Dismissal for failure to state a claim under Rule 12(b)(6) of the Federal Rules of Civil Procedure is proper "when the allegations in a complaint, however true, could not raise a claim of entitlement to relief." Bell Atlantic Corp. v. Twombly, 550 U.S. 544, 558 (2007). To state a claim, a complaint must contain sufficient factual matter "that is plausible on its face." Ashcroft v. Iqbal, 556 U.S. 662, 678 (2009) (quoting Twombly, 550 U.S. at 570).  

The issue before the court was whether Schwabe's negligence claim was barred by Wisconsin's economic loss doctrine, pursuant to which a commercial purchaser of a product cannot recover from a manufacturer, under the tort theories of negligence or strict products liability, damages that are solely economic in nature. See Daanen & Janssen, Inc. v. Cedarapids, Inc., 216 Wis. 2d 395, 400, 573 N.W.2d 842 (1998); see also Sunnyslope Grading, Inc. v. Miller, Bradford & Risberg, Inc., 148 Wis. 2d 910, 437 N.W.2d 213 (1989). The Wisconsin Supreme Court has identified three policies that underlie the economic loss doctrine:  application of the economic loss doctrine to tort actions between commercial parties is generally based on three policies, none of which is affected by the presence or absence of privity between the parties: (1) to maintain the fundamental distinction between tort law and contract law; (2) to protect commercial parties' freedom to allocate economic risk by contract; and (3) to encourage the party best situated to assess the risk of economic loss, the commercial purchaser, to assume, allocate, or insure against that risk.  

In this case, the court said the alleged losses at issue were economic in nature. This category of loss, sometimes called "commercial loss," Miller v. U.S. Steel Group, 902 F.2d 573, 574 (7th Cir. 1990), generally includes damages resulting from inadequate value because the product is inferior and does not work for the general purposes for which it was manufactured and sold. See Daanen, 216 Wis. 2d at 845, 573 N.W.2d 842. More specifically, economic loss includes costs of the replacement of and repair to the defective product, and lost profits attributable to the defect. Id.; see also Northridge Co. v. W.R. Grace & Co., 162 Wis. 2d 918, 926, 471 N.W.2d 179 (1991).

Conceptually, costs and expenses associated with recalling a defective product, which were at issue in this case, fit into the category of economic loss.  Indeed, the Seventh Circuit has held that recall expenses are an economic loss. See Rich Products Corp. v. Kemutec Inc., 241 F.3d 915 (7th Cir. 2001).

Schwabe argued that the economic loss doctrine did not bar its negligence claim because the defective product (the enzyme) caused damage to other property (the dietary supplement it was used in). Generally, the economic loss doctrine does not bar a commercial purchaser's claims based on personal injury or damage to property other than the product, or economic loss claims that are alleged in combination with non-economic losses. Plaintiff contended that its negligence claim fell within this "other property" exception to the economic loss doctrine.

The "other property" exception, however, said the court, has been limited by Wisconsin courts by the related concept of the "integrated system." See Grams v. Milk Products, Inc., 2005 WI 112,  283 Wis. 2d 511, 699 N.W.2d 167 (2005).  Under the concept of an integrated system (which is not recognized in all states), if  the product at issue is a defective component in a larger system, the other components of that system are not regarded as other property in a legal sense, even if they are different property in a literal sense. Thus, in Bay Breeze Condominium Ass'n v. Norco Windows, Inc., for example, the Wisconsin Court of Appeals applied the "integrated system" concept to find that defective windows were simply "part of a single system or structure, having no function apart from the buildings for which they were manufactured." 2002 WI App 205, 257 Wis. 2d 511, 651 N.W.2d 738.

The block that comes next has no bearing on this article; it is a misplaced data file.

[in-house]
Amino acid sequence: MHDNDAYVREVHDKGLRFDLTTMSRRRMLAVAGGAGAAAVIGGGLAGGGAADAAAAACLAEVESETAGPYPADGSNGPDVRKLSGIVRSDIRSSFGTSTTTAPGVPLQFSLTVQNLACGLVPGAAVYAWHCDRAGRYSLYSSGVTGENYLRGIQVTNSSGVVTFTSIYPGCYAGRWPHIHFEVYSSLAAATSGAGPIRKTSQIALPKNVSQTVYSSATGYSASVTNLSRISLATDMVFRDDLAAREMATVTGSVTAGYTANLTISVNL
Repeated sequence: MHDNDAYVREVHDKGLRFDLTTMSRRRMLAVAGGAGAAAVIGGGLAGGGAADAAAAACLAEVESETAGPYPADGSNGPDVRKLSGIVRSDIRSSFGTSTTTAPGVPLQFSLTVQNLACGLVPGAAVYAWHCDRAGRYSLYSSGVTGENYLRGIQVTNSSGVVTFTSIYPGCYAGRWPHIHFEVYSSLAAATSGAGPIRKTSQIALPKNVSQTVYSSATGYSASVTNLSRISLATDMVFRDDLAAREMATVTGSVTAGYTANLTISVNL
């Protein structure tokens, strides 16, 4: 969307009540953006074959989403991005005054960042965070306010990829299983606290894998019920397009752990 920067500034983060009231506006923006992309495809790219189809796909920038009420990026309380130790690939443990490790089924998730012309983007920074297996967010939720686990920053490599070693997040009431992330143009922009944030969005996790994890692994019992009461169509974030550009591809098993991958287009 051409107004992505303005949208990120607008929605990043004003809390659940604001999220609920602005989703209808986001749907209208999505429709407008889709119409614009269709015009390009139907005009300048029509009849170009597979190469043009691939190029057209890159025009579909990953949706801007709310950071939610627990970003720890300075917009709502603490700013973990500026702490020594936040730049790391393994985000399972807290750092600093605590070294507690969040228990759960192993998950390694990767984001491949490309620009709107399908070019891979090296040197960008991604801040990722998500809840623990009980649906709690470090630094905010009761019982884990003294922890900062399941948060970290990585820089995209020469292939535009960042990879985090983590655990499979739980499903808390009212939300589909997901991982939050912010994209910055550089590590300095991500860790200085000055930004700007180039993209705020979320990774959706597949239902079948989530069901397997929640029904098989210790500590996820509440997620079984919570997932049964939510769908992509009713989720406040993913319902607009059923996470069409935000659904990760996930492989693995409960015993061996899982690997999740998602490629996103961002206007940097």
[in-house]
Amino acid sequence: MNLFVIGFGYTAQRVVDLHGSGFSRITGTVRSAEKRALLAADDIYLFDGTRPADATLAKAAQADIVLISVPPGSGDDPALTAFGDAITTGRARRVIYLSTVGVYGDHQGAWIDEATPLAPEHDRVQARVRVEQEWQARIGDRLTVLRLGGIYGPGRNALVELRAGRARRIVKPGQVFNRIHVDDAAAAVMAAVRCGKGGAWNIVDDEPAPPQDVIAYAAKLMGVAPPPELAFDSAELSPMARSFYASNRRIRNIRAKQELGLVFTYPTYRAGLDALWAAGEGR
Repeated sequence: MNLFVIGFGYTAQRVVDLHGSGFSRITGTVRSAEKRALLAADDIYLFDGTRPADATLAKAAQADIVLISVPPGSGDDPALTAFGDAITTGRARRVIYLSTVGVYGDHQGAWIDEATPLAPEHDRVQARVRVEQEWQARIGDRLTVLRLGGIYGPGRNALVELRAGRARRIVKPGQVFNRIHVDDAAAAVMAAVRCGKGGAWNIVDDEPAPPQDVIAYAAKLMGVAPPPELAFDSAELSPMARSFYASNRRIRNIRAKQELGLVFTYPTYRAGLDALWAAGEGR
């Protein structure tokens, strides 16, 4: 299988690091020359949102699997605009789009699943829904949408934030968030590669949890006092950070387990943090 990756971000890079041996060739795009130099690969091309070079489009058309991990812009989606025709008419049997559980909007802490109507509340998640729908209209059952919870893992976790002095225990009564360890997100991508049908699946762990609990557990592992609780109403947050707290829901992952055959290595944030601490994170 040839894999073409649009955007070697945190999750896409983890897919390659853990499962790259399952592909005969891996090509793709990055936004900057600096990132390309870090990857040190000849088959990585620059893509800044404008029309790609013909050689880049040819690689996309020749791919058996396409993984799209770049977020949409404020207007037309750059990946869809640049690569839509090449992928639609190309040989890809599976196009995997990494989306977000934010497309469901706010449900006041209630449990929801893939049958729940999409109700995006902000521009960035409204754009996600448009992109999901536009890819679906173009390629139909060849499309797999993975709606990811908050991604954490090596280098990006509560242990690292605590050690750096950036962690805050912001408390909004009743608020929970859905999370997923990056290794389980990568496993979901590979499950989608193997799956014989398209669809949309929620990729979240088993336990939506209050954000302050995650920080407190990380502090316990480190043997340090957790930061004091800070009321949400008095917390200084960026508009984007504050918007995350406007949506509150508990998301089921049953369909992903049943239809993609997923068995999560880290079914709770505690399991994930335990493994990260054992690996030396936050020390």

The same conclusion followed here, said the court. Like the defective windows in Bay Breeze, the contaminated enzymes in this case were merely a component of an integrated system—the supplements. Thus, the "other property" exception did not apply, said the court.

Schwabe attempted to avoid this conclusion by invoking the "disappointed expectations" test, which is yet another concept courts in Wisconsin (and elsewhere) have utilized in determining the scope of the economic loss doctrine.  But under this test, the exclusive remedy for a commercial product that causes property damage by failing to perform as expected is generally under contract since the parties can allocate the risk of such non-performance by contract. The court held it was within the parties' expectations in this case that if defendant supplied Schwabe with adulterated enzymes, its own dietary supplements would have to be recalled.

Schwabe's other argument against dismissal of its negligence claim was based on the claimed "public safety" exception to the economic loss doctrine. In support of its argument, Schwabe relied on Northridge v. W.R. Grace & Co., 162 Wis. 2d 918, 922, 471 N.W.2d 179 (1991). In Northridge the owners of two shopping malls sued the manufacturer of an asbestos insulation product in negligence and strict liability for the costs of inspecting, testing and removing the product, along with the diminished value of the malls caused by the contamination. Schwabe claims that in that case the court recognized a public safety exception to the economic loss doctrine that applies where the alleged negligence of the defendant creates a public health hazard.  However, Northridge does not create a broad public safety exception to the economic loss doctrine, said the court.  See also Wausau Tile, Inc. v. County Concrete Corp., 226 Wis. 2d 235, 264, 593 N.W.2d 445 (1999). That case was an "other property case," and the alleged health hazard to occupants of the mall viewed in the context of deciding whether the complaint alleged damage to property other than the product itself. 

Motion granted.